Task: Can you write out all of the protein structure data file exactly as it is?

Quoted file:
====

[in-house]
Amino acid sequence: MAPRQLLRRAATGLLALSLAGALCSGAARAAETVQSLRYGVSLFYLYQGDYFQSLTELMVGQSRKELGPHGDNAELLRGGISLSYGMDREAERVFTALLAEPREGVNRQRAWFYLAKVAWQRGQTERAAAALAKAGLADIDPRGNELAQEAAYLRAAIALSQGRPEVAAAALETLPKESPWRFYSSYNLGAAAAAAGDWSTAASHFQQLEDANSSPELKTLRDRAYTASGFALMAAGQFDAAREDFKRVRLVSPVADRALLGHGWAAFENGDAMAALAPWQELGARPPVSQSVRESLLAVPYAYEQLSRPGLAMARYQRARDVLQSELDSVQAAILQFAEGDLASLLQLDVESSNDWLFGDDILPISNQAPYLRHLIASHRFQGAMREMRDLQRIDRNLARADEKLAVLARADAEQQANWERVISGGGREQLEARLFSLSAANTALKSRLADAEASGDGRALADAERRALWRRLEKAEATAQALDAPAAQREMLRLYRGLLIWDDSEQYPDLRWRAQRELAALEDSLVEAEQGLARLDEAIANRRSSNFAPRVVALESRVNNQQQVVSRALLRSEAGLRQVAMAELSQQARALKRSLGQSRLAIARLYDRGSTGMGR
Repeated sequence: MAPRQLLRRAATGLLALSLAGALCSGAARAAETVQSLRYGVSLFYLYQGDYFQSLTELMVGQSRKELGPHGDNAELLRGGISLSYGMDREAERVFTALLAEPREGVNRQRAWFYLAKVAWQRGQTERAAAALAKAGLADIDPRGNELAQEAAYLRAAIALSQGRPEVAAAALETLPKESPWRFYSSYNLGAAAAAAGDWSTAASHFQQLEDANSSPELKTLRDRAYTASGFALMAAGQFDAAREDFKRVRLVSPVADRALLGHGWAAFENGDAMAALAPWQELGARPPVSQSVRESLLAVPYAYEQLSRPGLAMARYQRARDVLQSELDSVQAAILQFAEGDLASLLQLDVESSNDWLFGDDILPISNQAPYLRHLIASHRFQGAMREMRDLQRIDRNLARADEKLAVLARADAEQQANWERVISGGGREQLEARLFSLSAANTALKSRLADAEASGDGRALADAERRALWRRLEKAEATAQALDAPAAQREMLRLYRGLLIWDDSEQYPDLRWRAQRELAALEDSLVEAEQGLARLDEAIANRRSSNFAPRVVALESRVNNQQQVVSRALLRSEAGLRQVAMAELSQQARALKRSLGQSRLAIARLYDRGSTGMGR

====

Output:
[in-house]
Amino acid sequence: MAPRQLLRRAATGLLALSLAGALCSGAARAAETVQSLRYGVSLFYLYQGDYFQSLTELMVGQSRKELGPHGDNAELLRGGISLSYGMDREAERVFTALLAEPREGVNRQRAWFYLAKVAWQRGQTERAAAALAKAGLADIDPRGNELAQEAAYLRAAIALSQGRPEVAAAALETLPKESPWRFYSSYNLGAAAAAAGDWSTAASHFQQLEDANSSPELKTLRDRAYTASGFALMAAGQFDAAREDFKRVRLVSPVADRALLGHGWAAFENGDAMAALAPWQELGARPPVSQSVRESLLAVPYAYEQLSRPGLAMARYQRARDVLQSELDSVQAAILQFAEGDLASLLQLDVESSNDWLFGDDILPISNQAPYLRHLIASHRFQGAMREMRDLQRIDRNLARADEKLAVLARADAEQQANWERVISGGGREQLEARLFSLSAANTALKSRLADAEASGDGRALADAERRALWRRLEKAEATAQALDAPAAQREMLRLYRGLLIWDDSEQYPDLRWRAQRELAALEDSLVEAEQGLARLDEAIANRRSSNFAPRVVALESRVNNQQQVVSRALLRSEAGLRQVAMAELSQQARALKRSLGQSRLAIARLYDRGSTGMGR
Repeated sequence: MAPRQLLRRAATGLLALSLAGALCSGAARAAETVQSLRYGVSLFYLYQGDYFQSLTELMVGQSRKELGPHGDNAELLRGGISLSYGMDREAERVFTALLAEPREGVNRQRAWFYLAKVAWQRGQTERAAAALAKAGLADIDPRGNELAQEAAYLRAAIALSQGRPEVAAAALETLPKESPWRFYSSYNLGAAAAAAGDWSTAASHFQQLEDANSSPELKTLRDRAYTASGFALMAAGQFDAAREDFKRVRLVSPVADRALLGHGWAAFENGDAMAALAPWQELGARPPVSQSVRESLLAVPYAYEQLSRPGLAMARYQRARDVLQSELDSVQAAILQFAEGDLASLLQLDVESSNDWLFGDDILPISNQAPYLRHLIASHRFQGAMREMRDLQRIDRNLARADEKLAVLARADAEQQANWERVISGGGREQLEARLFSLSAANTALKSRLADAEASGDGRALADAERRALWRRLEKAEATAQALDAPAAQREMLRLYRGLLIWDDSEQYPDLRWRAQRELAALEDSLVEAEQGLARLDEAIANRRSSNFAPRVVALESRVNNQQQVVSRALLRSEAGLRQVAMAELSQQARALKRSLGQSRLAIARLYDRGSTGMGR